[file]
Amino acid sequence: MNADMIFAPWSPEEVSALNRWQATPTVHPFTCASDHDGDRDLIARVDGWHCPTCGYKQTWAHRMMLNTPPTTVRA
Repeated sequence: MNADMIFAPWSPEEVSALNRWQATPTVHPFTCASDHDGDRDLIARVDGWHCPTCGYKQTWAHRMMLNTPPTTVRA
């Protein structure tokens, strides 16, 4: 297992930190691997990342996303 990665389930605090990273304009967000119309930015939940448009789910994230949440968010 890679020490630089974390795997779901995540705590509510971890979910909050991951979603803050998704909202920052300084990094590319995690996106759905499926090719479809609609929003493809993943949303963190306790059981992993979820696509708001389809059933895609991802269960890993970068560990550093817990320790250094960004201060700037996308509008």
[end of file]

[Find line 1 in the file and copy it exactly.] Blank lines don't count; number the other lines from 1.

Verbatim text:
Amino acid sequence: MNADMIFAPWSPEEVSALNRWQATPTVHPFTCASDHDGDRDLIARVDGWHCPTCGYKQTWAHRMMLNTPPTTVRA